The modern world is a vexing place, and more of us than ever before are struggling to keep a lid on our emotions. Patrick Regan OBE unpicks the tricky issue of responding well when we’re feeling under pressure

Britain is getting angrier. That’s not just my view, formed after spending way too much time on Twitter, it’s what The British Association of Anger Management say too. And according to them, 80 per cent of us feel the same way. The UK is the top European country for road rage incidents; 45 per cent of employees say they regularly lose their temper at work and more than half of us admit to having stormed out of a shop in frustration over bad service. The number of people seeking help to manage their anger has doubled in the last five years. 

But despite this increase, there’s still not much discussion about anger, its root causes or how to handle it – especially in the Church. Many of us have been taught that anger is always negative – something that’s dangerous, shameful and should be hidden at all costs. Yet the Bible tells us that God himself gets angry. The prophets got angry. Jesus got angry. Ephesians 4:26 says: “In your anger do not sin”, which suggests that it is not anger itself that is sinful, but how we respond to it. 

warning signs 

I know very little about cars, but when a light flashes on my dashboard, I know something is wrong. That light has been designed as an indicator that I need to take action straight away. Sometimes it’s a problem I can fix myself – a passenger without their seatbelt on, or a near-empty petrol tank. Sometimes it’s something I cannot deal with alone, and I need to take my car to a garage for specialist help. 

In the same way, anger is an indicator, designed to warn us that we may need to check out what else is going on in our lives. Perhaps a need has gone unmet, a boundary has been breached, or an injustice has occurred. But just as there’s little point in my pretending the light on my car dashboard isn’t flashing in the hope that it will go away, there’s little point in me pretending that I’m not angry. If I do, it’s likely I’ll just be storing up worse problems for myself down the line. 

Part of managing anger well is learning to take care of our basic needs

Most of us have learned ways of dealing with – or suppressing – anger, often through the way we saw it modelled in our families. Perhaps we were shut down, sent out of the room or told to be quiet. Maybe we had a parent who tried to soothe our angry outbursts or distract from them, rather than helping us look at what was making us angry and how we could respond in an appropriate and helpful way. As a result, we may not feel fully equipped to deal with anger as an adult, which can contribute to us viewing it as something dangerous, or even shameful.

Many people have a limited vocabulary when it comes to describing their emotions, and anger is no exception. We might say: “I’m angry” when we’re actually mildly irritated, extremely annoyed, furious or completely outraged. Pinpointing our exact feelings helps us to understand them, express them and take healthy and appropriate action.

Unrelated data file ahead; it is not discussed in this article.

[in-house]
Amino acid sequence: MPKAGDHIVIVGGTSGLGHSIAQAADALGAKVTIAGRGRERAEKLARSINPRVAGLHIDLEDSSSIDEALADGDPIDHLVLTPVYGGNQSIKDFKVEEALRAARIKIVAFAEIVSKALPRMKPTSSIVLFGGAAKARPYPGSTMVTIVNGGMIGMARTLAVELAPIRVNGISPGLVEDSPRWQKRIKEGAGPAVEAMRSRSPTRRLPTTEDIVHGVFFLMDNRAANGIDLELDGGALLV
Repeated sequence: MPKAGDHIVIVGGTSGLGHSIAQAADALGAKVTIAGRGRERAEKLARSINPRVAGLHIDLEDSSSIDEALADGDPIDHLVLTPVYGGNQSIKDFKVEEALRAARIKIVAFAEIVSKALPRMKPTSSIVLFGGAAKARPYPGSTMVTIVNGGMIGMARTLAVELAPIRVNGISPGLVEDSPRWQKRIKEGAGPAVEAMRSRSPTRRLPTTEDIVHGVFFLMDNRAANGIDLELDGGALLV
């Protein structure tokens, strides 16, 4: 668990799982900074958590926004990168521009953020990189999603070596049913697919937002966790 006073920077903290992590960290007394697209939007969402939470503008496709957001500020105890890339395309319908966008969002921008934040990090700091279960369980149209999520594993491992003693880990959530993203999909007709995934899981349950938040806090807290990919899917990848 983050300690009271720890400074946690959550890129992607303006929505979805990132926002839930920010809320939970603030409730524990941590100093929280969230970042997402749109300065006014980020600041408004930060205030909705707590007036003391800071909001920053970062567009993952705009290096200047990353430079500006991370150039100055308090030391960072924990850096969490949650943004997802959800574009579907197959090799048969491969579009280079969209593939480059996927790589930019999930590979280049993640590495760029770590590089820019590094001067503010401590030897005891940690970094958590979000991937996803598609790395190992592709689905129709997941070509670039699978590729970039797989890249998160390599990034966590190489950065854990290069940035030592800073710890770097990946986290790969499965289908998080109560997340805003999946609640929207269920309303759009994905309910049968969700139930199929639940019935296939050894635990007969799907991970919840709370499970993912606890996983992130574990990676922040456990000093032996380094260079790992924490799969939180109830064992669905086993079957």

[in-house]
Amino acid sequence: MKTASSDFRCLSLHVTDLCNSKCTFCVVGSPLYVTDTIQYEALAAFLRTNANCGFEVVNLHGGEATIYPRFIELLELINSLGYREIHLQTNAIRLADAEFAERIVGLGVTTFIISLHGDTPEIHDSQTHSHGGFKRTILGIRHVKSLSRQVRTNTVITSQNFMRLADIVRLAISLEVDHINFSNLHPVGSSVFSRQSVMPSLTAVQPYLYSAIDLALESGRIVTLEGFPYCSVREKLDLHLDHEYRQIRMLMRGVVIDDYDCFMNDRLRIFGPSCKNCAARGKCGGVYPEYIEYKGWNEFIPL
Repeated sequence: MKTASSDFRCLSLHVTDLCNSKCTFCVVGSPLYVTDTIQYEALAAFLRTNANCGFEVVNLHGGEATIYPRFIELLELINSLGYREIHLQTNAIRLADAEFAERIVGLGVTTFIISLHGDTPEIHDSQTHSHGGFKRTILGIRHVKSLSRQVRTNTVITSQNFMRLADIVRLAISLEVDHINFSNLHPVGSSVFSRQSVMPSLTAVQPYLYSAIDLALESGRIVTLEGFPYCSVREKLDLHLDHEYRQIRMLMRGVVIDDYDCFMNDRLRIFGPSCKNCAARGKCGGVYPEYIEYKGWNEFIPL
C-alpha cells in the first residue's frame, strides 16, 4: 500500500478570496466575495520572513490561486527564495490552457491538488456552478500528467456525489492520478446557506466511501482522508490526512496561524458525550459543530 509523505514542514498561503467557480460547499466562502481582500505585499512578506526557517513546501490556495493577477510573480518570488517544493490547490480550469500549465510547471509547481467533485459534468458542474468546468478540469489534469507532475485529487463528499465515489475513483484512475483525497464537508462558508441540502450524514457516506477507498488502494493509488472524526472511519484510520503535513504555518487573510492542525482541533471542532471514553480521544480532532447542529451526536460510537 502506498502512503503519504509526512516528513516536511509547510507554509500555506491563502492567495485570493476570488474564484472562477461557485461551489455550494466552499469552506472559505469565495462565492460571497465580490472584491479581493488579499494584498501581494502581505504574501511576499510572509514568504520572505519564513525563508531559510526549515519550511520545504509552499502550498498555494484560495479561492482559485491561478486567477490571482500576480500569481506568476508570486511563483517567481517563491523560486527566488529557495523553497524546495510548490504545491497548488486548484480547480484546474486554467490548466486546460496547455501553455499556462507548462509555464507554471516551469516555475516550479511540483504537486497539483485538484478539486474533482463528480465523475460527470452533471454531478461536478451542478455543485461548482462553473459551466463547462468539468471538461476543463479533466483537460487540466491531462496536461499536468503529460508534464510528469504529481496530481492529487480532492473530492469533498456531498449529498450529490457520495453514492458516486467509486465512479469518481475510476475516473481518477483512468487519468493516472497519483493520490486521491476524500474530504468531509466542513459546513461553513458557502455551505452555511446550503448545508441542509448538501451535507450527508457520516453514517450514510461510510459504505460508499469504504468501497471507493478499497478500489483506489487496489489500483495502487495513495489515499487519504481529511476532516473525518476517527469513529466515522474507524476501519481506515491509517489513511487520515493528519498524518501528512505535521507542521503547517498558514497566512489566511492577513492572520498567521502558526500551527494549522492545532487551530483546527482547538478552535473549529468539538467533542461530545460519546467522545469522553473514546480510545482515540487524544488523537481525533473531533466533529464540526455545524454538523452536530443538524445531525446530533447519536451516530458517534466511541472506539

If we dig a little deeper into why we’re feeling angry, we may find other emotions at play. We might be feeling disappointed, anxious, bitter, overloaded, frustrated, stuck, trapped, confused, ashamed or betrayed. We might be grieving. It’s helpful to ask ourselves some questions: In what ways do I feel like my needs are not being met? What am I believing about myself or about someone else that’s contributing to this anger? Can I know for sure that belief is true? What boundaries have been crossed? What other emotions am I feeling?

Anger can also trigger our flight-or-fight mechanism, which can make it difficult to maintain perspective. Sometimes, if we are viewing a situation through the lens of unresolved pain, our anger becomes misplaced and spills over. We lash out at the wrong person, or at the wrong time. To prevent that happening, we need to pay attention to the warning light. Give yourself a moment to think about the real root problem and how to best deal with it. If you find this hard because of something that has happened in your past, or what has been modelled to you growing up, it might be time to seek some specialist help.


Responding well

When God asked Moses to go to Pharaoh and bring the Israelites out of Egypt (Exodus 3 and 4), they had a fairly lengthy conversation. Moses kept asking questions and God kept answering. After some more back and forth, followed by some miraculous signs, Moses was still not satisfied and asked God to “send someone else” (4:13). At that point, his patience probably exhausted, we read: “the Lord’s anger burned against Moses” (4:14). But even in his anger, God didn’t send Moses away, belittle him for his lack of faith or destroy him in a fit of fury. Instead, he asked Moses if he’d like to take his brother Aaron with him. 

I don’t know about you, but when I’m burning with anger at a person, I’m rarely that rational. God can be angry and still respond well, but we, as imperfect humans, often need space and practise to get this right.